In 2005, a mother and daughter living on the Upper West Side fall victim to Hurricane Katrina. As they excavate their apartment riddled with pop culture detritus, the ever-shifting parameters of feminine performance begin to chafe. Pairing traditions of drag performance with elements of conventional absurdist theatre, It's All Coming Back to Me Now says goodbye to the romance of yesterday's America through an examination of Canadian pop music, spearheaded by snow diva Celine Dion.
Hamza Zaman pens and performs the story of long-term convict "Junebug" Gonzalez. Junebug is a man whom the world has forgotten but who hasn't forgotten the world. As he conveys the intricacies of life on the "inside" and opens his heart to his true inner life, audience members are questioned about their own views on redemption. In this production, Zaman reprises the lead role from his critically acclaimed FringeNYC show Fresh Meat. Veronica Caicedo of Teatro Circulo directs.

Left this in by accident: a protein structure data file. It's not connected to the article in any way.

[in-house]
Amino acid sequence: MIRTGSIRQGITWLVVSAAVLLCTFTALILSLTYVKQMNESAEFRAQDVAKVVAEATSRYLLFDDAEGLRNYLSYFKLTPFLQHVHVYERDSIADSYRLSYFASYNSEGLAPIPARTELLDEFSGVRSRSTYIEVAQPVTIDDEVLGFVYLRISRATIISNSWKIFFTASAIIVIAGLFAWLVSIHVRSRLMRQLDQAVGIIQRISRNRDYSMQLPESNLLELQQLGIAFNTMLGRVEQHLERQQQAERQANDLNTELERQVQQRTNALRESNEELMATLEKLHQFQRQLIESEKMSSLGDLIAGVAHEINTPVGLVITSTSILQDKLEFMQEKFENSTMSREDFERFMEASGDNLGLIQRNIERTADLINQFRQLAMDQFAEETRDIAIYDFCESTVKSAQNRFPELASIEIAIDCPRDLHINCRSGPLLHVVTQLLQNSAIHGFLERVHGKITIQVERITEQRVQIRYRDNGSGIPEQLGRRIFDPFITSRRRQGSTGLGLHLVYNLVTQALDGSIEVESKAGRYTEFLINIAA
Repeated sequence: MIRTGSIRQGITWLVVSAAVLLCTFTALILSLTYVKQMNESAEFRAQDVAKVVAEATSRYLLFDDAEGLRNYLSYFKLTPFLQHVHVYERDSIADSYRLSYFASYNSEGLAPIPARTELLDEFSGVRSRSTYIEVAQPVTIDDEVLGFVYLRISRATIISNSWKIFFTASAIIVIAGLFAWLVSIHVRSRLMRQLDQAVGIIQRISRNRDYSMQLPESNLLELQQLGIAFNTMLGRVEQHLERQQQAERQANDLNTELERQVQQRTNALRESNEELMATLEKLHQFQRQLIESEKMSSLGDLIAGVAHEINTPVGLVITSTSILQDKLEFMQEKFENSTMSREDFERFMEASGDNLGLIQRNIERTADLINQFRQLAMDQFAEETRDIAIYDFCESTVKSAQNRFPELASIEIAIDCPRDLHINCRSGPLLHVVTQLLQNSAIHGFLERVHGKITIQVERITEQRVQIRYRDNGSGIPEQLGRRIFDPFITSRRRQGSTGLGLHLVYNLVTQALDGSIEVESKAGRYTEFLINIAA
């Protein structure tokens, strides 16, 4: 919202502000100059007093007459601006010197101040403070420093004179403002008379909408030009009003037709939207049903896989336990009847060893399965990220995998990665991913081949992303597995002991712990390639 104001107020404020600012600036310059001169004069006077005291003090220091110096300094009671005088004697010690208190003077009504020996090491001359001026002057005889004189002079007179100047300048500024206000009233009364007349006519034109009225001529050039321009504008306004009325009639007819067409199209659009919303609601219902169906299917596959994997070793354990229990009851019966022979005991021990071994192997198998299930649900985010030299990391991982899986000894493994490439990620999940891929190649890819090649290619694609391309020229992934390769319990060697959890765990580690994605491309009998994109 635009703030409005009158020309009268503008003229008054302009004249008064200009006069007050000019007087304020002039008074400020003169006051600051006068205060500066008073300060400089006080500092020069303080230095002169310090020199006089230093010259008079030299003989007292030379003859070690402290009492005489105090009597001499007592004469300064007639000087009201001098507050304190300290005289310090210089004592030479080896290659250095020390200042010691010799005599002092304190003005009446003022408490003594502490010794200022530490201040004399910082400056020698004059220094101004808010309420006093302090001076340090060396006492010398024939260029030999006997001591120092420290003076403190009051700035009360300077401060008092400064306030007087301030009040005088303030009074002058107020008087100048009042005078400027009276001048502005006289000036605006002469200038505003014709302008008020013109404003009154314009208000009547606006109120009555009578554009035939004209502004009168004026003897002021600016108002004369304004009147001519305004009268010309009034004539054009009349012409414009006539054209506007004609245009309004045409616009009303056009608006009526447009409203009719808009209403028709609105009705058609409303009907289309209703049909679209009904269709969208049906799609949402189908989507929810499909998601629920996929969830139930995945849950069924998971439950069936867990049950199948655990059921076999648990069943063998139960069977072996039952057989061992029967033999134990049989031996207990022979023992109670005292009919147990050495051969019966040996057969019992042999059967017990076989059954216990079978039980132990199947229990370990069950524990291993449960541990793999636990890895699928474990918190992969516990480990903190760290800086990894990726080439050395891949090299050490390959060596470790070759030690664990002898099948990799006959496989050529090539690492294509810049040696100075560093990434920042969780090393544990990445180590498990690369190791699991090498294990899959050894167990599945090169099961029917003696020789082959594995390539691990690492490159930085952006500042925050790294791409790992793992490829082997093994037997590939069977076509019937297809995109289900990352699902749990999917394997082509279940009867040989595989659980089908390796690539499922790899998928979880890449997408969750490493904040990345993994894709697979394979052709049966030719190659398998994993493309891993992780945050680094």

Kyle is a dark comedy by Hollis James, inspired by his knock-down-drag-out battle with drug addiction. It's about a guy named Jack, his friend Kyle, and Kyle's friend cocaine. Thanks to his new friends, Jack's life quickly begins to spiral out of control. He loses his job, his girlfriend, his health, and all sense of personal hygiene. Will Jack find the strength to get his life back on track, or will Kyle ultimately win?
Five people wait in line for an unknown event, each trying to get to the front. Through their shoving and conniving, Line dramatizes the absurdity of everyday life.
The length of the show's run is a testament to its interminable relevance. Line has been running — or rather, standing and waiting — since 1967. Among those stuck in the original production was Richard Dreyfuss, then almost as unknown as the event his character awaited. Today the rotating cast continues to feature emerging young actors. Tradition also lives on in the play's director, Jay Michaels; he studied with Carol Ilson, who directed Line in 1974. The playwright is still Israel Horovitz.